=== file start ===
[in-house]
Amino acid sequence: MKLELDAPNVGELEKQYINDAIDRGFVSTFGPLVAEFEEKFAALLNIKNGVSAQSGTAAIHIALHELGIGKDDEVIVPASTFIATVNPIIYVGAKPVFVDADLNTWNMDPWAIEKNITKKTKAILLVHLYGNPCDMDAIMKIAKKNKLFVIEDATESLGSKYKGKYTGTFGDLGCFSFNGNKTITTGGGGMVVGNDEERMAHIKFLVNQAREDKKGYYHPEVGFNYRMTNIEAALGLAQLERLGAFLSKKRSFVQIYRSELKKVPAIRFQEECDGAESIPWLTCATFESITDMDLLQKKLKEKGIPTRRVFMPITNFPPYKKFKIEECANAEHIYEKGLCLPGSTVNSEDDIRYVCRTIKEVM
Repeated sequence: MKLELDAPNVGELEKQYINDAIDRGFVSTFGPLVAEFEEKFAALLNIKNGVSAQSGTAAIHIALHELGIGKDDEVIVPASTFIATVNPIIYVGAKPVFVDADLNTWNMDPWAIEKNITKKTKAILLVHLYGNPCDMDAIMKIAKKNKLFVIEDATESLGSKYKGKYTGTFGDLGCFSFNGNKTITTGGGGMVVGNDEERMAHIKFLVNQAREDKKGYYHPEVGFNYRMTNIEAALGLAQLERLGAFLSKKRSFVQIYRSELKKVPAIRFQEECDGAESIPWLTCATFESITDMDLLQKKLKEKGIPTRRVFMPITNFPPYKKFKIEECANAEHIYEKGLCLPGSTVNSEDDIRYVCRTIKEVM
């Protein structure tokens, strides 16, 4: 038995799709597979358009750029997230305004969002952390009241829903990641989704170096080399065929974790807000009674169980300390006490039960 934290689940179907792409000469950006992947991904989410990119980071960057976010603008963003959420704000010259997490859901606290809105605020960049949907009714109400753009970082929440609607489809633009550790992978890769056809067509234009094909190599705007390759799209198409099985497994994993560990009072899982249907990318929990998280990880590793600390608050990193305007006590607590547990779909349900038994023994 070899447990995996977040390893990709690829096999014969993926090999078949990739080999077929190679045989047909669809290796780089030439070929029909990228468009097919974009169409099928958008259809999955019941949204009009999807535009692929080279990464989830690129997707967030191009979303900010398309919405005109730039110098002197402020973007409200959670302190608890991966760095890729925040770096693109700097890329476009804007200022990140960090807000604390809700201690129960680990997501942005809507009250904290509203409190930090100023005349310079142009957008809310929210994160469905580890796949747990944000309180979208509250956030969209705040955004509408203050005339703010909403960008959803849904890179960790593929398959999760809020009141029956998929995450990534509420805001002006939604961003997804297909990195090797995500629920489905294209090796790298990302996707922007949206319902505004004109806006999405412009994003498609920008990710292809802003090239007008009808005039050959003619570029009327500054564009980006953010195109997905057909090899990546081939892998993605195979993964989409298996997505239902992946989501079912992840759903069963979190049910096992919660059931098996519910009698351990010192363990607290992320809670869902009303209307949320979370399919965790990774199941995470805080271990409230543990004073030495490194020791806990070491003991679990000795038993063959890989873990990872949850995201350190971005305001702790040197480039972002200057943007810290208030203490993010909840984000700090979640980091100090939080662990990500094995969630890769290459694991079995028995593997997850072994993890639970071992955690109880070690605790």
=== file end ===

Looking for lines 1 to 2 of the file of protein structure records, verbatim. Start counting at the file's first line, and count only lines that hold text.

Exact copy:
[in-house]
Amino acid sequence: MKLELDAPNVGELEKQYINDAIDRGFVSTFGPLVAEFEEKFAALLNIKNGVSAQSGTAAIHIALHELGIGKDDEVIVPASTFIATVNPIIYVGAKPVFVDADLNTWNMDPWAIEKNITKKTKAILLVHLYGNPCDMDAIMKIAKKNKLFVIEDATESLGSKYKGKYTGTFGDLGCFSFNGNKTITTGGGGMVVGNDEERMAHIKFLVNQAREDKKGYYHPEVGFNYRMTNIEAALGLAQLERLGAFLSKKRSFVQIYRSELKKVPAIRFQEECDGAESIPWLTCATFESITDMDLLQKKLKEKGIPTRRVFMPITNFPPYKKFKIEECANAEHIYEKGLCLPGSTVNSEDDIRYVCRTIKEVM